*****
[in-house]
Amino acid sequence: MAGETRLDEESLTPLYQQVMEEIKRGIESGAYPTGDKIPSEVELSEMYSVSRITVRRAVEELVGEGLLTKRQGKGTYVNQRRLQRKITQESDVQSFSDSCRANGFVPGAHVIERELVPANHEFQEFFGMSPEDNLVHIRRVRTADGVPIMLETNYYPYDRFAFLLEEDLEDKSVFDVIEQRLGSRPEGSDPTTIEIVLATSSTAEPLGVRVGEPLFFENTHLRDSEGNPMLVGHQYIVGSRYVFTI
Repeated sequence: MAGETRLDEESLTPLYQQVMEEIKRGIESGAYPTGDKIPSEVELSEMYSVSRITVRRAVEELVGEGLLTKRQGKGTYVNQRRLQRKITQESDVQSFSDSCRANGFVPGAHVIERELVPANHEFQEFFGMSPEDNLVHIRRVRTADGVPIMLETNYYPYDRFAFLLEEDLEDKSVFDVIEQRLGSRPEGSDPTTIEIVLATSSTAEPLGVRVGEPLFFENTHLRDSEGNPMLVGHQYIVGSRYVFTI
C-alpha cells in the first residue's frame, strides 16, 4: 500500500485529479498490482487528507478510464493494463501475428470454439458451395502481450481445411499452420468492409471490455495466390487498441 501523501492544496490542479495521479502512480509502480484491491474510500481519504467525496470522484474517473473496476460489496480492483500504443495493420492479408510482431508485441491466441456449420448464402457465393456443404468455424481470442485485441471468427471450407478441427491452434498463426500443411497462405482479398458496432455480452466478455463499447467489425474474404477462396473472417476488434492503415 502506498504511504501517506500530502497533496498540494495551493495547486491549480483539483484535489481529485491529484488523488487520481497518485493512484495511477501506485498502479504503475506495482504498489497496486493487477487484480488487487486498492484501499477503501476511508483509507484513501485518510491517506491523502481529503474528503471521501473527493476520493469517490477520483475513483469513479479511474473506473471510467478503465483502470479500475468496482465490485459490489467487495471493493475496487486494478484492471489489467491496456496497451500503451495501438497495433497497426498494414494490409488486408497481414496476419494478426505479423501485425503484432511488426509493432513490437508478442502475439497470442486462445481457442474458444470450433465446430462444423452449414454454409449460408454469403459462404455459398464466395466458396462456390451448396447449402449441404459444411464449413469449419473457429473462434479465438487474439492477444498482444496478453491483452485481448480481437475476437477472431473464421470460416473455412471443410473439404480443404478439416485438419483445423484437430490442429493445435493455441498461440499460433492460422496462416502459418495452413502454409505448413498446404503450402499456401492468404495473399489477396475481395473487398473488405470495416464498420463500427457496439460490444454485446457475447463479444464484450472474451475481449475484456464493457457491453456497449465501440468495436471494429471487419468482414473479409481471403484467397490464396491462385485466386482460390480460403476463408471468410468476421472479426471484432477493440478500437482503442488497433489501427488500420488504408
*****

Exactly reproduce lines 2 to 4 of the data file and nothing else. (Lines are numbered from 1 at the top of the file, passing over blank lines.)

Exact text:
Amino acid sequence: MAGETRLDEESLTPLYQQVMEEIKRGIESGAYPTGDKIPSEVELSEMYSVSRITVRRAVEELVGEGLLTKRQGKGTYVNQRRLQRKITQESDVQSFSDSCRANGFVPGAHVIERELVPANHEFQEFFGMSPEDNLVHIRRVRTADGVPIMLETNYYPYDRFAFLLEEDLEDKSVFDVIEQRLGSRPEGSDPTTIEIVLATSSTAEPLGVRVGEPLFFENTHLRDSEGNPMLVGHQYIVGSRYVFTI
Repeated sequence: MAGETRLDEESLTPLYQQVMEEIKRGIESGAYPTGDKIPSEVELSEMYSVSRITVRRAVEELVGEGLLTKRQGKGTYVNQRRLQRKITQESDVQSFSDSCRANGFVPGAHVIERELVPANHEFQEFFGMSPEDNLVHIRRVRTADGVPIMLETNYYPYDRFAFLLEEDLEDKSVFDVIEQRLGSRPEGSDPTTIEIVLATSSTAEPLGVRVGEPLFFENTHLRDSEGNPMLVGHQYIVGSRYVFTI
C-alpha cells in the first residue's frame, strides 16, 4: 500500500485529479498490482487528507478510464493494463501475428470454439458451395502481450481445411499452420468492409471490455495466390487498441 501523501492544496490542479495521479502512480509502480484491491474510500481519504467525496470522484474517473473496476460489496480492483500504443495493420492479408510482431508485441491466441456449420448464402457465393456443404468455424481470442485485441471468427471450407478441427491452434498463426500443411497462405482479398458496432455480452466478455463499447467489425474474404477462396473472417476488434492503415 502506498504511504501517506500530502497533496498540494495551493495547486491549480483539483484535489481529485491529484488523488487520481497518485493512484495511477501506485498502479504503475506495482504498489497496486493487477487484480488487487486498492484501499477503501476511508483509507484513501485518510491517506491523502481529503474528503471521501473527493476520493469517490477520483475513483469513479479511474473506473471510467478503465483502470479500475468496482465490485459490489467487495471493493475496487486494478484492471489489467491496456496497451500503451495501438497495433497497426498494414494490409488486408497481414496476419494478426505479423501485425503484432511488426509493432513490437508478442502475439497470442486462445481457442474458444470450433465446430462444423452449414454454409449460408454469403459462404455459398464466395466458396462456390451448396447449402449441404459444411464449413469449419473457429473462434479465438487474439492477444498482444496478453491483452485481448480481437475476437477472431473464421470460416473455412471443410473439404480443404478439416485438419483445423484437430490442429493445435493455441498461440499460433492460422496462416502459418495452413502454409505448413498446404503450402499456401492468404495473399489477396475481395473487398473488405470495416464498420463500427457496439460490444454485446457475447463479444464484450472474451475481449475484456464493457457491453456497449465501440468495436471494429471487419468482414473479409481471403484467397490464396491462385485466386482460390480460403476463408471468410468476421472479426471484432477493440478500437482503442488497433489501427488500420488504408